Bigpoint has 130 million registered users. That is a lot. They come to play top quality web based games. Bigpoint are pushing the envelope of what that means with both Java and Unity and Flash. They deal in MMO massive scale. Nils-Holger indicated the shock and exponential shift in effort required in MMO’s. He also re iterated the 10% rule. Most of the 130 million will not be paying anything but 10% will start to. That is why free works. For some of their early games they still have massive longterm support from the users. People come for the game and stay for the community.
With respect to taking payment he also said something that makes a great deal of sense economically, but many may laugh.
If you set a subscription price for anything you have a massive impact on that 10% that will pay something. i.e. many will drop out. If you set the subs at $10 but they are prepared to spend $5 you are shooting yourself in the foot. He also alluded to the other end of the market though. (This is my favourite anecdote). There are some people with so much money that they would just not bother with $10 subscription. They would however pay $50,000 for a custom piece of armour in a game. This is about paying for kudos and quality. It is the couture end of the market. People who spend 10k on a dress will not shop at Primark. The product may look the same but its not. So, as he said, 2 people paying $50k each for one piece of custom content is worth a lot of $10 subscribers.
He went on to show Poisonville and then Battlestar Galactica online both extremely rich visuals and in browser. One Java one Unity3d.
Another interesting point was that Bigpoint are now targeting the US more. He admitted they had treated it in the same way the US tends to treat Europe. “send a junior to london and he can cover germany, france, spain, italy …). Its a much bigger market and deserves proper attention.

David Helgason, Unity Technologies
Gamification: How games are everywhere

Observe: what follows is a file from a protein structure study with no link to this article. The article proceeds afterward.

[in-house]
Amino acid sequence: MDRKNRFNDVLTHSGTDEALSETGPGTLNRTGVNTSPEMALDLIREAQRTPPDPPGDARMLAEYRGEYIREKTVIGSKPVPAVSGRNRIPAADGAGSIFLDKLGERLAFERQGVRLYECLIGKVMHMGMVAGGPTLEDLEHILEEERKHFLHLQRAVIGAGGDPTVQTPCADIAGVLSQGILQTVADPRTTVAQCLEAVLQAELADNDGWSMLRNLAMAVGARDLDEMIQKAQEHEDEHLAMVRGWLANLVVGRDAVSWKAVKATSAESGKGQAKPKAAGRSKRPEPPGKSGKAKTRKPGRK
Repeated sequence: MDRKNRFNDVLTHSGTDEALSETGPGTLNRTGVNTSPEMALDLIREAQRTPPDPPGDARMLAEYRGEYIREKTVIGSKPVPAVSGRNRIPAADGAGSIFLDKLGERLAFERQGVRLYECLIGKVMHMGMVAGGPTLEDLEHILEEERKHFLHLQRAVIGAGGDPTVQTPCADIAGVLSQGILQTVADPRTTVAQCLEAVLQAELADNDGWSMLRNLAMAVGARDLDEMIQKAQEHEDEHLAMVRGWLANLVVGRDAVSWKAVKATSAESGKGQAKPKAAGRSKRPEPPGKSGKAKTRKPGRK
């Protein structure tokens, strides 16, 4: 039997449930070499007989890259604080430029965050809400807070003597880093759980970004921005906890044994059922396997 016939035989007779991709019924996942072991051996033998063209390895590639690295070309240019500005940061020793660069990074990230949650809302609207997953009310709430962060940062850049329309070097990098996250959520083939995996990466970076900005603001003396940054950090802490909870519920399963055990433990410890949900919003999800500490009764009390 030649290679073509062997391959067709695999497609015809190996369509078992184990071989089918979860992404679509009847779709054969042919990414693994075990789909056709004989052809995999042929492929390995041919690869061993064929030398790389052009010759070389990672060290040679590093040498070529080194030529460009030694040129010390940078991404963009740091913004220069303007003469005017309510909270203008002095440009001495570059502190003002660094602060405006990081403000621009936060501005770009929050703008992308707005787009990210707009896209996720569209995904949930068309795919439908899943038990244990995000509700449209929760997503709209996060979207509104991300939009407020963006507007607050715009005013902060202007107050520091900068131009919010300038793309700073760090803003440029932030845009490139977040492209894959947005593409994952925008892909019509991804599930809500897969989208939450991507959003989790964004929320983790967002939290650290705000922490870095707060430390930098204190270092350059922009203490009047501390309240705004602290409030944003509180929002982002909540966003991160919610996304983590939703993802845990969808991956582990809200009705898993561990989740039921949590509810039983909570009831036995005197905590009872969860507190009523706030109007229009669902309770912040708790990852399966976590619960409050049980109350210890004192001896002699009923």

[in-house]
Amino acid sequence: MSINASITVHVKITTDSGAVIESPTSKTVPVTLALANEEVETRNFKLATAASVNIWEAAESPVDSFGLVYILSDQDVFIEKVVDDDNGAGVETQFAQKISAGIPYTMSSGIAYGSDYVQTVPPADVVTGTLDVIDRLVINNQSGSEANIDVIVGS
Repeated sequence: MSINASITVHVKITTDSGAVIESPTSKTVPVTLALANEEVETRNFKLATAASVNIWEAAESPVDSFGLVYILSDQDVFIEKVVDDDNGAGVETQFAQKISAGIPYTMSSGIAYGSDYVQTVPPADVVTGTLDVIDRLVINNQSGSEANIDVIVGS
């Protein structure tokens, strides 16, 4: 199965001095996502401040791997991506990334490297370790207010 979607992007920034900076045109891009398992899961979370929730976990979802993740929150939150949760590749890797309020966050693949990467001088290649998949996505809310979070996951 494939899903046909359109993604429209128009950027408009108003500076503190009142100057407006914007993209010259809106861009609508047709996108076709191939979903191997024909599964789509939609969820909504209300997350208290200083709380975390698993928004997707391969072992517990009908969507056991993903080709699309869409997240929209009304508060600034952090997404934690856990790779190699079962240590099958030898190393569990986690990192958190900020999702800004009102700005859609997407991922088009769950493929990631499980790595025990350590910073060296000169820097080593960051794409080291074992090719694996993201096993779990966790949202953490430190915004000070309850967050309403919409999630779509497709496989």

David was not specifically talking about Unity3d, though of course it came up as a scene setting. It was interesting (as I tweeted) to see Mark Rein of Unreal sat in the front row as clearly Unity has a disruptive influence over the engine market. Unity3d I still find really interesting and exciting.
Unity meets unreal
The core of David’s talk was that we are at such an interesting point in the use of games and of games technology. He cited Jesse Schell’s pitch on life achievements which is turning into as seminal a work as Chris Anderson’s Free or Malcom Gladwell’s tipping point.
David also said that there are so many programmers out there, many of them probably starting to develop in the first place because they really wanted to build games, but have ended up not doing that. (sounds familiar 🙂 )
He also said that we had an education systems that was creating technically literate students with a will to create.
The third element was that of content creation and the change in the web to allow and encourage that content
Finally The technology and community is in place to work and collaborate with anyone anywhere (as I say everywhere is local)
This creates a perfect storm (which was cheekily shown with a backdrop picture of the icelandic volcano that disrupted all our lives, David is originally from Iceland)
David’s pitch was quite handy when explaining to people in the evening when asked “so what do you do then” the whole metaverse evangelist thing and the education in virtual worlds and business use of game tech ended up with people saying “oh so ramification then”. So thankyou David 🙂

A cracking day and looking forward to day 2